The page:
2011 Microplate Reader Product Survey

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Microplate readers are widely used in research, drug discovery, bioassay validation, QC, and manufacturing processes for the detection of biological, chemical, or physical processes in samples contained in microtiter plates. There are a wide variety of microplate readers on the market, offering different capabilities and functionalities.

A number of criteria need to be considered before purchasing a microplate reader in order to ensure that the instrument chosen is appropriate for its intended purpose. When purchasing a microplate reader, the first consideration should be whether the reader will be needed to perform only one type of assay, or whether it will be required for multiple assays. If only one type of assay needs to be performed, a singlemode detection instrument should be purchased. However, if performing a variety of different assays is required, a multi-mode instrument should be purchased.

HTStec (Cambridge, UK) estimates market growth of microplate readers at about six percent per year, with an average high-throughput system costing between $65,000 and $110,000. Large pharmaceutical and biotech companies purchased 23 percent of systems, academic labs 25 percent, and small pharma/ biotech companies purchased 52 percent.

Microplate reader detection modes define the instrument’s experimental capabilities, while the optics determine spectral selectivity. Detection modes include top- and bottom-read fluorescence, fluorescence polarization, time-resolved fluorescence (TRF), time-resolved fluorescence energy transfer (TRFRET), AlphaScreen, absorbance, and luminescence. Absorbance and fluorescence intensity are the most widely used detection techniques, constituting more than half of all applications.

Currently using:

Absorbance 90%
AlphaScreen 77%
Fluorescence polarization 74%
Time-resolved fluorescence (TRF) 62%
Time-resolved fluorescence energy transfer (TR-FRET) 83%
Luminescence reader 73%
Multi-mode reader 75%
Microplate spectrophotometer 63%

Labs have added components to their microplate instruments that are designed to perform specific functions, such as plate piercing, sealing, barcoding, and centrifugation. The top two components used in the labs of the respondents are centrifugation and microplate washers. Centrifugation is used for filtration purposes, air bubble removal in high density microplates, celluar debris, and spin downs. Microplate washers, on the other hand, are used to remove reagents from sample wells on microplates and to prepare them for the next step in an assay or procedure. Barcode scanners, the fourth most popular component, are used to recognize the code on the source microplate; along with barcode scanners, labs are purchasing labeling and sealing equipment.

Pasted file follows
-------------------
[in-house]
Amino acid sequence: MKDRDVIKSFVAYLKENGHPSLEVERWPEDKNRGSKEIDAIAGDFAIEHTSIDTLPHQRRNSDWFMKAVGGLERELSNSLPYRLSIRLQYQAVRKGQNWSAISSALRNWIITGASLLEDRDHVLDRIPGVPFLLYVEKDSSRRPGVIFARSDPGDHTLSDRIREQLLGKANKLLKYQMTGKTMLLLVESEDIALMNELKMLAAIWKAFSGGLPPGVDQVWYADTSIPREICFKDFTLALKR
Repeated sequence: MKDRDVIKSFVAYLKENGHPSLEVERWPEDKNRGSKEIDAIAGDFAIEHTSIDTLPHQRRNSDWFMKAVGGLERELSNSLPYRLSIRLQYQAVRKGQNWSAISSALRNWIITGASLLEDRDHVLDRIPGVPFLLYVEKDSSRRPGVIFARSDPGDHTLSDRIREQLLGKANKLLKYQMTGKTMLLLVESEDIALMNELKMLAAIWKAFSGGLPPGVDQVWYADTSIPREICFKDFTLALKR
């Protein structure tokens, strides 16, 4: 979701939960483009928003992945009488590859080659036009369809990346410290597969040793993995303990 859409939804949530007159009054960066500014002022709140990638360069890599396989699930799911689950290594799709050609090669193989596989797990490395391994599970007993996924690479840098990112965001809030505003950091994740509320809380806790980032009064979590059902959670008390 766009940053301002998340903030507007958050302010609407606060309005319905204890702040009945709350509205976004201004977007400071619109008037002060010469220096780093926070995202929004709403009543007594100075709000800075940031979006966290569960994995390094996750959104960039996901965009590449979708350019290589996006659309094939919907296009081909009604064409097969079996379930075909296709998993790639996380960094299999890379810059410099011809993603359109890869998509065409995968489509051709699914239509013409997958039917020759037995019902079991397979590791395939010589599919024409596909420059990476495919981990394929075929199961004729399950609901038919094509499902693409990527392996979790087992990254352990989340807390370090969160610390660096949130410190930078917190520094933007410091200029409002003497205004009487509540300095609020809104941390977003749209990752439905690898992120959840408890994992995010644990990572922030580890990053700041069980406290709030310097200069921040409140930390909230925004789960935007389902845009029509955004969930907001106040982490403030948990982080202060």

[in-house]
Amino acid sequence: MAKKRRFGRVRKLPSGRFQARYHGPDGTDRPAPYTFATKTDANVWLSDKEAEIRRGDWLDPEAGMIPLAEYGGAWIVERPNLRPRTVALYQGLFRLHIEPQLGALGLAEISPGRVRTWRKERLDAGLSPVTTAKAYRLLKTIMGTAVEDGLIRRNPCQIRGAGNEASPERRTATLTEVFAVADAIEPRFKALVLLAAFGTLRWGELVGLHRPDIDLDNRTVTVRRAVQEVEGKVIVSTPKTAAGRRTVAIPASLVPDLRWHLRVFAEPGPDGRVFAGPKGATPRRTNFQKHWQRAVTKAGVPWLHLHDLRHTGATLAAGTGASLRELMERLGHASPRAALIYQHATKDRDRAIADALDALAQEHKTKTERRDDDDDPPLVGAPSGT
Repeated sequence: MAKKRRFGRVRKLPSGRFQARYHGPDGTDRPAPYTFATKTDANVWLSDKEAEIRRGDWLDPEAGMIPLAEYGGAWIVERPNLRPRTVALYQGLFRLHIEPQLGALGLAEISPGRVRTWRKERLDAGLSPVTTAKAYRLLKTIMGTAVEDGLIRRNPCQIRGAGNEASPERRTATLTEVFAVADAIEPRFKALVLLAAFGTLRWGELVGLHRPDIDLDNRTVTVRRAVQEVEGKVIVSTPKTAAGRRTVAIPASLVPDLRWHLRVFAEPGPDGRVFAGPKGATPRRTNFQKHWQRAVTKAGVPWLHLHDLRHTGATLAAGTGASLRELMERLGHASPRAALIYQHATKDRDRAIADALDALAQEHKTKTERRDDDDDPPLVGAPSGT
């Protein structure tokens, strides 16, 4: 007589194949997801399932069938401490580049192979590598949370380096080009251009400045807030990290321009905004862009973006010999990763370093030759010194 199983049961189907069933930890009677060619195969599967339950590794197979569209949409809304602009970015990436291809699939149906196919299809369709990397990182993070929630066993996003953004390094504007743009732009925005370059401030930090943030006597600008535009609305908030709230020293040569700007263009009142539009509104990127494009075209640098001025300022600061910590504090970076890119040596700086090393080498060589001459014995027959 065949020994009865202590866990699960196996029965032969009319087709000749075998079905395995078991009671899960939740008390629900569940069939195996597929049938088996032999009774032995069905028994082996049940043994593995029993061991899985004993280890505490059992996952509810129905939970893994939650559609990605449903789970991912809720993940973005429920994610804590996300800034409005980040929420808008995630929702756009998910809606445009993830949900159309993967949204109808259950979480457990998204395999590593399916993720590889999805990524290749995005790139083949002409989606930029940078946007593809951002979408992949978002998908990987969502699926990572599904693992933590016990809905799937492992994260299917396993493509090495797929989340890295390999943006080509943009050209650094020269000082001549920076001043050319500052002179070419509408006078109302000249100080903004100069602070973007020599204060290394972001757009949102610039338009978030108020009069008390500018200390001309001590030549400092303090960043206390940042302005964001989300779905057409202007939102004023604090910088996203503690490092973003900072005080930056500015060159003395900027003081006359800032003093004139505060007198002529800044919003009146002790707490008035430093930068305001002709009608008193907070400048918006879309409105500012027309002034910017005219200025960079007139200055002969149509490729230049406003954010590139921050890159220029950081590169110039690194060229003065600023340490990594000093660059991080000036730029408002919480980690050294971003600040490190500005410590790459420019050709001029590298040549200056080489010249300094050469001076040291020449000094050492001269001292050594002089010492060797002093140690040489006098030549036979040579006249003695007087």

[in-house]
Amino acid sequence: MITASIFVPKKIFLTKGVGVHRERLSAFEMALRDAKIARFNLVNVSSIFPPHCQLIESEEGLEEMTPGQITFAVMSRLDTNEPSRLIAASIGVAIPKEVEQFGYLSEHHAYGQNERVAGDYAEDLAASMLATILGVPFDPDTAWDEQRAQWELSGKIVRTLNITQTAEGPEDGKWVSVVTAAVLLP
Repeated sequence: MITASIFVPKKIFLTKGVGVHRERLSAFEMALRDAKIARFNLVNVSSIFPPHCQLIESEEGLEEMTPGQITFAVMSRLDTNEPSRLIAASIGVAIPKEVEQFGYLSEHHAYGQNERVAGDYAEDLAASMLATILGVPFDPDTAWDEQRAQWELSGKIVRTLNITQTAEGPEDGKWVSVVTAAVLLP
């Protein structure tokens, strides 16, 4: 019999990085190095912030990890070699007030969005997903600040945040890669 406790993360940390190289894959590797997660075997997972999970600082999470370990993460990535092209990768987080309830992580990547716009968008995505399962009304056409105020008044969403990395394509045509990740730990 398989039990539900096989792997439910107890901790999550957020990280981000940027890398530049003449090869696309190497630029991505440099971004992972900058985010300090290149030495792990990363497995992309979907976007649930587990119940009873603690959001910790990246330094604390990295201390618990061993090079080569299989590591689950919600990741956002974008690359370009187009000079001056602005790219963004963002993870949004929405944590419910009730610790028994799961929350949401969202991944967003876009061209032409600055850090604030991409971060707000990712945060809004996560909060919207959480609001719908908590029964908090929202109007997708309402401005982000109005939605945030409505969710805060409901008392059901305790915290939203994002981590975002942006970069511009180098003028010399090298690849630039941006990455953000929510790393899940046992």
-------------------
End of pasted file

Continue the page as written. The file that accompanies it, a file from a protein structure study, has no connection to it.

Centrifugation 36%
Microplate washers 36%
Microplate sealers 18%
Barcode scanner 13%
Additional stacker cassettes 11%
Microplate robotics 11%
Bulk dispensing 10%
Microplate handlers 8%
Labeling and sealing 7%
Microplate stackers 6%
High-speed robot 5%
De-lidding stacker cassettes 4%

Respondents identify flexibility (available detection modes), performance (sensitivity, throughput), and cost as prime considerations in microplate readers’ selection. However, the order of preference may differ for each market; for example, pharmaceutical screeners typically value throughput as their top criterion, while academic researchers may be more satisfied with a lower throughput but high flexibility, particularly if it means a lower overall cost. Other desirable features include a full complement of detection modes, sample throughput, advanced optics, additional photomultiplier tubes for reading two wavelengths simultaneously (useful in FRET, TR-FRET, and fluorescence polarization), chargecoupled device cameras for imaging portions of plates or whole plates, and application-specific light sources such as pulsed lasers.

Microplate readers with integrated computer and software capability allow the user to record and analyze data, however, the range of applications and analyses available may be a little more limited than the options available on an external PC. Those microplate readers that do not have integrated computer and software capabilities must be connected to an external PC for analysis of the data. While this may not be as convenient as an integrated system, it may ultimately create more options for the analysis and manipulation of data through a familiar Windows interface. Software packages sold by other vendors are proprietary, but work arounds exist that permit software and systems from different vendors to coexist.

Top 12 most important features/ factors in the decision-making process:

Software for data collection/analysis 94%
Sensitivity 91%
Ease-of-use 89%
Product performance for intended application 87%
Low maintenance/operating costs 85%
Warranty 85%
Service and support 84%
Price 79%
Resolution 79%
Add-on functionality and upgrade capability 75%
Flexibility (available detection modes) 75%
Ease of installation 66%

Completed Surveys: 155

For more information on Microplate Readers, visit www.labmanager.com/readers

See the most recent survey results here

Categories: Surveys

Published In

Top 10 Management Skills You Need Magazine Issue Cover
Top 10 Management Skills You Need

Published: October 1, 2011

Cover Story

Top 10 Management Skills You Need

To progress in their careers, lab managers, particularly those in their first management assignment, need to develop new skills. Often they had little opportunity to do this while working full time at the laboratory bench. Yet these skills are critical to success in their new management assignment.